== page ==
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Arquivos de Gastroenterologia

versión impresa ISSN 0004-2803versión On-line ISSN 1678-4219

Arq. Gastroenterol. vol.55 no.1 São Paulo enero/mar. 2018

http://dx.doi.org/10.1590/s0004-2803.201800000-07 

ORIGINAL ARTICLE

MEASUREMENT OF CONTROLLED ATTENUATION PARAMETER: A SURROGATE MARKER OF HEPATIC STEATOSIS IN PATIENTS OF NONALCOHOLIC FATTY LIVER DISEASE ON LIFESTYLE MODIFICATION - A PROSPECTIVE FOLLOW-UP STUDY

Medição do parâmetro de atenuação controlada: um marcador substituto da esteatose hepática em pacientes com doença hepática gordurosa não alcoólica na modificação do estilo de vida - acompanhamento de um estudo prospectivo

Jayanta PAUL 1  

Raj Vigna VENUGOPAL 1  

Lorance PETER 1  

Kula Naresh Kumar SHETTY 1  

Mohit P SHETTI 1  

1Department of Gastroenterology, Manipal Hospital, Bangalore, India.

ABSTRACT

BACKGROUND:

Liver biopsy is a gold standard method for hepatic steatosis assessment. However, liver biopsy is an invasive and painful procedure and can cause severe complications therefore it cannot be frequently used in case of follow-up of patients. Non-invasive assessment of steatosis and fibrosis is of growing relevance in non-alcoholic fatty liver disease (NAFLD). To evaluate hepatic steatosis, transient elastography with controlled attenuation parameter (CAP) measurement is an option now days.

OBJECTIVE:

Aim of this study is to evaluate role of measurement of controlled attenuation parameter, a surrogate marker of hepatic steatosis in patients of nonalcoholic fatty liver disease on lifestyle modification.

METHODS:

In this study, initially 37 participants were included who were followed up after 6 months with transient elastography, blood biochemical tests and anthropometric measurements. The results were analyzed by Multivariate linear regression analysis and paired samples t-test (Dependent t-test) with 95% confidence interval. Correlation is calculated by Pearson correlation coefficients.

RESULTS:

Mean CAP value for assessing hepatic steatosis during 1st consultation (278.57±49.13 dB/m) was significantly improved (P=0.03) after 6 months of lifestyle modification (252.91±62.02 dB/m). Only fasting blood sugar (P=0.008), weight (P=0.000), body mass index (BMI) (P=0.000) showed significant positive correlation with CAP. Only BMI (P=0.034) and weight (P=0.035) were the independent predictor of CAP value in NAFLD patients.

CONCLUSION:

Lifestyle modification improves the hepatic steatosis, and CAP can be used to detect the improvement of hepatic steatosis during follow-up in patients with NAFLD on lifestyle modification. There is no relation between CAP and Fibroscan score in NAFLD patients. Only BMI and weight can predict CAP value independently.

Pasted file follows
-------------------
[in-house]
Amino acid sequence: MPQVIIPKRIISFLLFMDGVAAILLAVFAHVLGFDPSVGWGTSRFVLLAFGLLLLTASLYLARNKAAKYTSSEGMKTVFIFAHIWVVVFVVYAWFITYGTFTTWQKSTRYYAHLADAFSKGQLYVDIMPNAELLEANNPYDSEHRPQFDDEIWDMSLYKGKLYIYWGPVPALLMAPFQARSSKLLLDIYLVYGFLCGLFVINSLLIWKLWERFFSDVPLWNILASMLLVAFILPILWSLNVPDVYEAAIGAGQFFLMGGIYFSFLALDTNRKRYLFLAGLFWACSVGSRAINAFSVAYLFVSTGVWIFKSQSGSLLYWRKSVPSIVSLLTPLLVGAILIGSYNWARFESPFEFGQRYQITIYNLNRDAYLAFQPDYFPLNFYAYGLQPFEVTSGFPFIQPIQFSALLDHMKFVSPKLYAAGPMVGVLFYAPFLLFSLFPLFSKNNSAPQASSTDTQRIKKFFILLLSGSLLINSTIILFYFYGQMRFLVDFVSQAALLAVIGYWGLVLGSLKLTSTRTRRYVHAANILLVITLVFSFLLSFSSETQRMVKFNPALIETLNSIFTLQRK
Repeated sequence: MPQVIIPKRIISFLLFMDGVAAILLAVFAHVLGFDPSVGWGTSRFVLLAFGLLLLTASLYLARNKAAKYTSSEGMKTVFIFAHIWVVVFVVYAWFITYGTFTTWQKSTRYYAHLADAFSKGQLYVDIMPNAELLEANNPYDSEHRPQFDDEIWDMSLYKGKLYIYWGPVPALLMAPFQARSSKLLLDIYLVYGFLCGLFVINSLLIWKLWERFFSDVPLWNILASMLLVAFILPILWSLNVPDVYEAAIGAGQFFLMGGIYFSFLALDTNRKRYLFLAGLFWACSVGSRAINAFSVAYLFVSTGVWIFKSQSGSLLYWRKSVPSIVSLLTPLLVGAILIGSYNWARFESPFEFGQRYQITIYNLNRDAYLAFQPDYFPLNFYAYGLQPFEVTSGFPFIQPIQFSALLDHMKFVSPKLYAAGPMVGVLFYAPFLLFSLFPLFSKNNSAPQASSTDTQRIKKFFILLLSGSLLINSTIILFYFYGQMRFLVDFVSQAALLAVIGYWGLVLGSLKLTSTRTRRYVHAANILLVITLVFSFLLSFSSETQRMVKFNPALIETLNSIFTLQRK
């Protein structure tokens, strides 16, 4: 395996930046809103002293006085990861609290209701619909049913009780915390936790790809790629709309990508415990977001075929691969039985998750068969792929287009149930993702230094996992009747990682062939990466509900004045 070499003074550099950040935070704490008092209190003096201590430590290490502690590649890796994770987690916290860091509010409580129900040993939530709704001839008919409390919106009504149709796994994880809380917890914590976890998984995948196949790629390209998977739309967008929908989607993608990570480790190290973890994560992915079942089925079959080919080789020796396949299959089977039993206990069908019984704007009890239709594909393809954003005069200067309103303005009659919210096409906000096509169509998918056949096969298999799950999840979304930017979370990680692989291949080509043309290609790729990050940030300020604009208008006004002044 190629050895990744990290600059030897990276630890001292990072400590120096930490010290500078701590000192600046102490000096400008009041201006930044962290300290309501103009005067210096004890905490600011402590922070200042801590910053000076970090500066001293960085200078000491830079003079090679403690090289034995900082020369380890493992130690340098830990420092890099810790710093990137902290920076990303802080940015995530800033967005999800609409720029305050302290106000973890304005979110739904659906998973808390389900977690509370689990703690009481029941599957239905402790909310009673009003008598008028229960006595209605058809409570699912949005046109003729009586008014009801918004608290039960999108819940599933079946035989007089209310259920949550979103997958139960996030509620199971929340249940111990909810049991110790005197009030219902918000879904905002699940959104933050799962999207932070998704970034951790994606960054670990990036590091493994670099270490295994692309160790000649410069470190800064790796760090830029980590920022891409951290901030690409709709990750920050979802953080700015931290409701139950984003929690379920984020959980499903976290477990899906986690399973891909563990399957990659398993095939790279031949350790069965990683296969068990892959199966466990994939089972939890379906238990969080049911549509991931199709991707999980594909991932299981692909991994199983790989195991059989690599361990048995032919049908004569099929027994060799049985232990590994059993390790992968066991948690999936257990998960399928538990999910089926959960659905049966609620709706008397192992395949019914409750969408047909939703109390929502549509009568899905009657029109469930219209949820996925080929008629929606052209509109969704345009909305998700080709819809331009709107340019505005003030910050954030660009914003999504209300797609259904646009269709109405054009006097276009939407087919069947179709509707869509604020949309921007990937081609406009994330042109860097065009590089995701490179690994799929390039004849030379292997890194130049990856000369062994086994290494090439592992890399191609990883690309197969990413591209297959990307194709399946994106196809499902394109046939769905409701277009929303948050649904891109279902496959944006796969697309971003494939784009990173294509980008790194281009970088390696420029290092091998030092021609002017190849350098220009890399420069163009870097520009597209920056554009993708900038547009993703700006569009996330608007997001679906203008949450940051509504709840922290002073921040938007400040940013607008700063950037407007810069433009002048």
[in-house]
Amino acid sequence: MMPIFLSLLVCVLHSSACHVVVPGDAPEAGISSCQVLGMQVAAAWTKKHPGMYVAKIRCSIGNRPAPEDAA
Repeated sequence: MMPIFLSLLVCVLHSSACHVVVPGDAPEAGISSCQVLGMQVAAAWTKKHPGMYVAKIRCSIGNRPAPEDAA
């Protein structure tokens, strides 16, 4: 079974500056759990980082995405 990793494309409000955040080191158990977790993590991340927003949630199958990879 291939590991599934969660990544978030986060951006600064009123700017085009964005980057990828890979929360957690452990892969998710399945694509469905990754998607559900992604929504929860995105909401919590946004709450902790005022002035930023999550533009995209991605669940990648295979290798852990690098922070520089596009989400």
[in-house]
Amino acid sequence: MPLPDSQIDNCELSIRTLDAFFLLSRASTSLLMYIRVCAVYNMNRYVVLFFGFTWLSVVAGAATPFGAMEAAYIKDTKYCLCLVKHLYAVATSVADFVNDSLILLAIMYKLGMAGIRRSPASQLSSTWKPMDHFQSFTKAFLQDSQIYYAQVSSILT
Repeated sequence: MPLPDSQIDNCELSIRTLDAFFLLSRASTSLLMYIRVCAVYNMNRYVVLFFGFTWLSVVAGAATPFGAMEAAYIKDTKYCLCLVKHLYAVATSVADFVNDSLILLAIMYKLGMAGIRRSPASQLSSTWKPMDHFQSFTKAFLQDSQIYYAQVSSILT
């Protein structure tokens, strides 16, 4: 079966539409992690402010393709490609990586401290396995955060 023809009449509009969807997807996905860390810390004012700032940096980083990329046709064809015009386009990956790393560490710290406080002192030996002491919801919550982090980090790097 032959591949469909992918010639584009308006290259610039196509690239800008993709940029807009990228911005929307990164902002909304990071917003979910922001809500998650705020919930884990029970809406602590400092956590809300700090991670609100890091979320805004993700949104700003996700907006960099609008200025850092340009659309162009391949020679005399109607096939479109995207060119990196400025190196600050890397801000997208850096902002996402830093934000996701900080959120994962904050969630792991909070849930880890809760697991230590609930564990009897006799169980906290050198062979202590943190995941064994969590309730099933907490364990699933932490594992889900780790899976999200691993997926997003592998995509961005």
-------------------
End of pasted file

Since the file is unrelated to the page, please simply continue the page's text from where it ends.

HEADINGS: Fatty liver; Biopsy, adverse effects; Elasticity imaging techniquesm, utilization; Life style

RESUMO

CONTEXTO:

A biópsia hepática é o método padrão-ouro para avaliação de esteatose hepática. No entanto, é um procedimento invasivo e doloroso que pode causar complicações graves e, portanto, não pode ser usado com frequência em caso de acompanhamento dos pacientes. A avaliação não invasiva de esteatose e fibrose é de crescente relevância na doença hepática gordurosa não alcoólica (DHGNA). Para avaliar a esteatose hepática, a elastografia transitória com parâmetro de atenuação controlada (PAC) é uma opção atual.

OBJETIVO:

O objetivo deste estudo foi de avaliar o papel da medição do PAC, um marcador substituto da esteatose hepática em pacientes da doença hepática gordurosa não alcoólica, com modificação do estilo de vida.

MÉTODOS:

Foram incluídos inicialmente neste estudo 37 participantes acompanhados por 6 meses com elastografia transitória, testes bioquímicos no sangue, e medidas antropométricas. Os resultados foram analisados por análise de regressão linear multivariada e emparelhado em amostras-teste t (teste t-dependente) com intervalo de confiança de 95%. A correlação foi calculada pelos coeficientes de correlação de Pearson.

RESULTADOS:

O valor do PAC para avaliar esteatose hepática durante a primeira consulta (278,57±49,13 dB/m) foi significativamente melhorado (P=0,03) após 6 meses de modificação do estilo de vida (252,91±62,02 dB/m). Somente a glicemia de jejum (P=0,008), o peso (valor de P=0,000), o índice de massa corporal (IMC) (P=0,000) mostraram correlação positiva significativa com PAC. Apenas o IMC (P=0,034) e o peso (P=0,035) foram o preditores independentes de valor de PAC em pacientes com DHGNA.

CONCLUSÃO:

A modificação do estilo de vida melhora a esteatose hepática, e o PAC pode ser usado para detectar a melhoria da esteatose hepática durante o seguimento em pacientes com DHGNA. Não existe relação entre o PAC e o escore do Fibroscan em pacientes com DHGNA. Só o IMC e o peso podem prever o valor do PAC independentemente.